When Melanie had finished pouring my breakfast into my feeding tube this morning I wobbled down the hallway to my office. I carefully stretched to reach the Venetian blinds and open them to let daylight in. I looked at the view, intersected and interrupted by the blinds from top to bottom. I thought, “That has been the year for me.”
There are moments when I have been able to concentrate on what was visible beyond the strips of the blinds. Other times all I could see was those opaque interferences that kept me from the unhindered view of all that used to be available to me. With effort, when I remember, I can choose to focus on one and not the other. But the blinds are there now.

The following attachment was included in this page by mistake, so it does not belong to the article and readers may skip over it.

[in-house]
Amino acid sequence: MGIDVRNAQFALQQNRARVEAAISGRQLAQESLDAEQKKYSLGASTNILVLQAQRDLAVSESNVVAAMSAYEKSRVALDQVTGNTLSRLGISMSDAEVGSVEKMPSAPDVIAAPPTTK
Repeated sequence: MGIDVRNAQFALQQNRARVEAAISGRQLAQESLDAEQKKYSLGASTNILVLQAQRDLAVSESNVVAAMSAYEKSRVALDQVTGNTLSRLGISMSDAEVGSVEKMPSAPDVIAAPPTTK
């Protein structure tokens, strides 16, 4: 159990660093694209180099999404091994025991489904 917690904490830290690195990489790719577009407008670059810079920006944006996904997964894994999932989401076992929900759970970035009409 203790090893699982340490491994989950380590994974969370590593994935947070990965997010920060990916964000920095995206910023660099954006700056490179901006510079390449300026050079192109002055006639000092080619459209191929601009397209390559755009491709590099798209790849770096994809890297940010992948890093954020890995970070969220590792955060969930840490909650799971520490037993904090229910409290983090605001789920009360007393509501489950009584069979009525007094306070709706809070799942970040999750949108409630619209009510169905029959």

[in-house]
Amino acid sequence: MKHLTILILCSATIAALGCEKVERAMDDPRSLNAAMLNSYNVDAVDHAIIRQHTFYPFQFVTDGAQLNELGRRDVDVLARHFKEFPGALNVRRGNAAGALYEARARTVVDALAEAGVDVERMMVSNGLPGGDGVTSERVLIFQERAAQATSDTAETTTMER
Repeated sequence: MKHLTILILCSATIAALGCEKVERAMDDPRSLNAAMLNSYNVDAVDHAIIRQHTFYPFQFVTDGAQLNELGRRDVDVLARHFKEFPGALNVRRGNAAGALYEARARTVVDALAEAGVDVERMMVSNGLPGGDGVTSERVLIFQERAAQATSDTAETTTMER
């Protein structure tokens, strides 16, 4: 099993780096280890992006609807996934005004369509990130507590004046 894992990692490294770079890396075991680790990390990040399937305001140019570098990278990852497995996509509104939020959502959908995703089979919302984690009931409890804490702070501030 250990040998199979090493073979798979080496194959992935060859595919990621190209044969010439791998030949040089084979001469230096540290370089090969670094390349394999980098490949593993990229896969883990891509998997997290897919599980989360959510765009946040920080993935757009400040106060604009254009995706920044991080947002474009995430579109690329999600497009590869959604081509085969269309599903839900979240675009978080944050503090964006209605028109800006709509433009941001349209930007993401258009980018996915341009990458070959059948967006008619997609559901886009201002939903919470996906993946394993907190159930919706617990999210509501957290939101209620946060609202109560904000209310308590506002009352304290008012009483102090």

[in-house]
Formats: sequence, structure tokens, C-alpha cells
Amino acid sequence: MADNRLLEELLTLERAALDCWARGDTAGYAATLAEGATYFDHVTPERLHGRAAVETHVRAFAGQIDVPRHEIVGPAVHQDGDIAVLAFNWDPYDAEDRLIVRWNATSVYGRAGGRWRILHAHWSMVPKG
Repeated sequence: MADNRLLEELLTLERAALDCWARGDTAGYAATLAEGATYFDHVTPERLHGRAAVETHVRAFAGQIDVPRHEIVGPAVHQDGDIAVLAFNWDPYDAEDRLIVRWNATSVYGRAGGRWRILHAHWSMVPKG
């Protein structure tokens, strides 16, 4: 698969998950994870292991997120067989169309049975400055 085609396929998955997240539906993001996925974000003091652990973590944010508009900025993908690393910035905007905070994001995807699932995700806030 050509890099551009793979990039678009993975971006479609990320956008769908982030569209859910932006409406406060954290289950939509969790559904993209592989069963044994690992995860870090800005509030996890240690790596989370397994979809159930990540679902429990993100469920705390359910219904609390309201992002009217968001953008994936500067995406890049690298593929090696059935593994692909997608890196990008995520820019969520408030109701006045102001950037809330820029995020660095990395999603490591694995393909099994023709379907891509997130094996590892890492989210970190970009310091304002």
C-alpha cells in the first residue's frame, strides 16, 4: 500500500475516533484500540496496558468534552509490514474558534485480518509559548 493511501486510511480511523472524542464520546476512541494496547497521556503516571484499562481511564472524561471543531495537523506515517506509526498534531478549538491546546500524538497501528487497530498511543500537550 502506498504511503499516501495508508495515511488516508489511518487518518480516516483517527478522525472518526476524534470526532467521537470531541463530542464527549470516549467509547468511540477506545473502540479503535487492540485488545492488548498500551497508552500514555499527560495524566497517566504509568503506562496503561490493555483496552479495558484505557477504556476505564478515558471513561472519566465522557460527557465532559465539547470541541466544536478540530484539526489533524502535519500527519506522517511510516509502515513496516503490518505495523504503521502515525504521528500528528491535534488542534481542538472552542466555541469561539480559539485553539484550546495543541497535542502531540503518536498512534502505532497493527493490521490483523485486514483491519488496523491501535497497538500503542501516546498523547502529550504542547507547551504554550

One of my spiritual mentors early on after the stroke told me I would have to learn to live one day at a time. At the time I thought that was a pretty tired old cliche. I have come to see he was exactly right. I have survived the year a day at a time.
Each morning I sing as a vocal exercise. I always include the chorus, “This is the day that the Lord has made. We will rejoice and be glad in it.” I sing it as a reminder to myself.
This is now the year He has made for me and I’m getting ready to start another one. Purposes and plans are beyond me. There are prayers to lift up for friends also suffering with similar and even heavier burdens. And there’s the view that is still visible between the blinds as the day starts.
So I will, somehow, learn to rejoice in it. Let the day’s lessons begin, Lord.